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Once a year, Afropunk Festival comes to town—and once a year, Brooklyn’s Fort Green neighborhood gets a good ol’ dose of funky, badass, awesomely cool style, culture, and political expression from Afropunk. The same festival that stands out as arguably one of New York City’s most ecstatic displays of expressive freedom and eccentricity, also comes with a long list of non-negotiable rules: “No Sexism, No Racism, No Ableism, No Ageism, No Homophobia, No Fatphobia, No Transphobia, and No Hatefulness.” Afropunk is as much about the good music as it is about the good people.
In their 15 years of existence, Afropunk has managed to curate an environment that can only be described as an ethereal, momentary hideaway for black people from all corners and crevices of the diaspora —and this year was no different. The festival explicitly invites folks to come and be who they are, wear whatever they wear, and dance how they dance. It was a blank space to freak out in—and freak out they did.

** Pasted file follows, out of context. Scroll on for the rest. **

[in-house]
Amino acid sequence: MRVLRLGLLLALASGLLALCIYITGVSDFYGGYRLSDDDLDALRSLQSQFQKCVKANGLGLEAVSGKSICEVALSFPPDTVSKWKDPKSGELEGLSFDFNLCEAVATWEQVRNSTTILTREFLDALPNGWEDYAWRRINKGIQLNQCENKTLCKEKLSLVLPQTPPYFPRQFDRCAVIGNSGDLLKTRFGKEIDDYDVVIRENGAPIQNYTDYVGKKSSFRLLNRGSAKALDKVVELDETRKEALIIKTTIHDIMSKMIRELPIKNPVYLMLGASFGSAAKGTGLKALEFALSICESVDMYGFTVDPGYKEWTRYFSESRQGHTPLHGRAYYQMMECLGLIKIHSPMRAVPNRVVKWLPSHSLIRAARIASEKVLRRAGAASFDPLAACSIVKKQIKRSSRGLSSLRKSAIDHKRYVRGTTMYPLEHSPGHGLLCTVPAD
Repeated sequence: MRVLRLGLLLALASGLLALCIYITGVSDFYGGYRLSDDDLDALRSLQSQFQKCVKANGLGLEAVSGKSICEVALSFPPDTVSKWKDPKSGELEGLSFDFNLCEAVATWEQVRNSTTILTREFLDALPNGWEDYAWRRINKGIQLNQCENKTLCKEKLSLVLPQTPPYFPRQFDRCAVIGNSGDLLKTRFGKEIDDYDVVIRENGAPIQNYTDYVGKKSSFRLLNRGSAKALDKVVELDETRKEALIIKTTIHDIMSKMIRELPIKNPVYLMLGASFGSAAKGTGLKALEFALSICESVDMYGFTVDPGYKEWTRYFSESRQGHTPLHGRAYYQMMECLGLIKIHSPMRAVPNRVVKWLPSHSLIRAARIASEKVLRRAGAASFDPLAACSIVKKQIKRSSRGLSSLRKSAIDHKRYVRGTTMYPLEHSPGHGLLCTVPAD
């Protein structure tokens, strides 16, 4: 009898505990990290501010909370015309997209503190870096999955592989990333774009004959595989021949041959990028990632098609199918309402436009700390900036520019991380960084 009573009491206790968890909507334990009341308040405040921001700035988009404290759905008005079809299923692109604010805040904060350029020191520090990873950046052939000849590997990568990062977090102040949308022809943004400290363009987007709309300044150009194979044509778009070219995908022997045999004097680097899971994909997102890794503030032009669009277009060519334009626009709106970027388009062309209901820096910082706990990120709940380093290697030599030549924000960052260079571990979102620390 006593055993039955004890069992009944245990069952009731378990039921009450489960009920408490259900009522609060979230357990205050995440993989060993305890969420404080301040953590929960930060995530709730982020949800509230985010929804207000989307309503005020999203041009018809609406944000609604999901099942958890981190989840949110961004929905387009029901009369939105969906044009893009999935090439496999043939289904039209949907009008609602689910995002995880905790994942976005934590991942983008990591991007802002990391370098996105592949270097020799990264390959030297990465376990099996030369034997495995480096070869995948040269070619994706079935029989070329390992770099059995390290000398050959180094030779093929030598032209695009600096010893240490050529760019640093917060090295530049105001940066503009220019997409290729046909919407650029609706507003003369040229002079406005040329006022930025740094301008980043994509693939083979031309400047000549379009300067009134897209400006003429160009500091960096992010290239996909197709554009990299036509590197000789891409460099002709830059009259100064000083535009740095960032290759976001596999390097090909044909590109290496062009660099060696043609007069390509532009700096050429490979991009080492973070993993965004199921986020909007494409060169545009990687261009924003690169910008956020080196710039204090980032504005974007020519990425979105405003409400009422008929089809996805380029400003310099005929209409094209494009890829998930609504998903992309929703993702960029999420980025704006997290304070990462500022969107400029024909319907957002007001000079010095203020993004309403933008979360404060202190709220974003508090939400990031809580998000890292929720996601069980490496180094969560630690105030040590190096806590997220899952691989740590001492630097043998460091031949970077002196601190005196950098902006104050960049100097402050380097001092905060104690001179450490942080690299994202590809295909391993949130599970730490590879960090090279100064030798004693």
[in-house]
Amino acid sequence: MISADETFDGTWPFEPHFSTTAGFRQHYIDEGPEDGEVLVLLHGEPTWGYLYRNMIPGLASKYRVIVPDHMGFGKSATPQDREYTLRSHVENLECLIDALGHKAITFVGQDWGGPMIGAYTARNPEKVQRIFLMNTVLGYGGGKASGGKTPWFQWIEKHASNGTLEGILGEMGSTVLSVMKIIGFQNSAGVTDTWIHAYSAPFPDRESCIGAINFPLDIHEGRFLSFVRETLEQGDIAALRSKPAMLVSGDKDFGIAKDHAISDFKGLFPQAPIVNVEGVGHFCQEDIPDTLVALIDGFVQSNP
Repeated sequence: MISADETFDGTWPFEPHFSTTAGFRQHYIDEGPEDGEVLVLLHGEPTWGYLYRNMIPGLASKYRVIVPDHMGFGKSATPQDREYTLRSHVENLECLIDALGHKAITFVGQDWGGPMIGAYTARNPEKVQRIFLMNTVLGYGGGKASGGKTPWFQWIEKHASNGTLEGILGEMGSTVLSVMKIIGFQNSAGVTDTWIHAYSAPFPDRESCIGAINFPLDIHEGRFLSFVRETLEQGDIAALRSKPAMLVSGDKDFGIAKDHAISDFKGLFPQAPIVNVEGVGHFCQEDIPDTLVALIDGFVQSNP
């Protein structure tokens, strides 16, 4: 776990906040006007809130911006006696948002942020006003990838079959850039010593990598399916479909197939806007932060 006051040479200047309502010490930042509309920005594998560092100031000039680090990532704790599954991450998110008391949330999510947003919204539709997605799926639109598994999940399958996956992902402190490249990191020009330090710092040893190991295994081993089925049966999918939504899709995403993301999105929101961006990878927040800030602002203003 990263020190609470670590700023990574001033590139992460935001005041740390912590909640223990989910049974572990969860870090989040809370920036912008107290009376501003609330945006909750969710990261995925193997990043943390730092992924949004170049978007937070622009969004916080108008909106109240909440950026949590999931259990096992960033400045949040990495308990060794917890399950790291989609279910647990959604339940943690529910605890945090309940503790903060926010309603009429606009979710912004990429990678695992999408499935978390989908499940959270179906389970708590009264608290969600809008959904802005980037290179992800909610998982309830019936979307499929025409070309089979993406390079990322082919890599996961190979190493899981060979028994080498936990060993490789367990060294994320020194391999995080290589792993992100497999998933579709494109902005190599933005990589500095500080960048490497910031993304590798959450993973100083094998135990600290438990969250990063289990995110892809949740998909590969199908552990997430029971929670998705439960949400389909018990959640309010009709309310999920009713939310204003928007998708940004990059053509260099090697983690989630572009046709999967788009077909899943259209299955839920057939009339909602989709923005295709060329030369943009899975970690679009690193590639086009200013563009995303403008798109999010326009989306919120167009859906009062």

Although Afropunk was originally founded as a music festival (this year Sampha, SZA, and Solange performed and they were simply unreal), the music almost serves as a soundtrack—especially this year—for a grander kaleidoscope of community, fashion, political statements, and strength of spirit. The scene was an overwhelmingly beautiful sea of brown and black faces using their style as a means of expression, protest, and activism. We sent our photographer to float amidst the dancing, double-dutch, and radiating to capture the magic for part of our Style In The Wild series.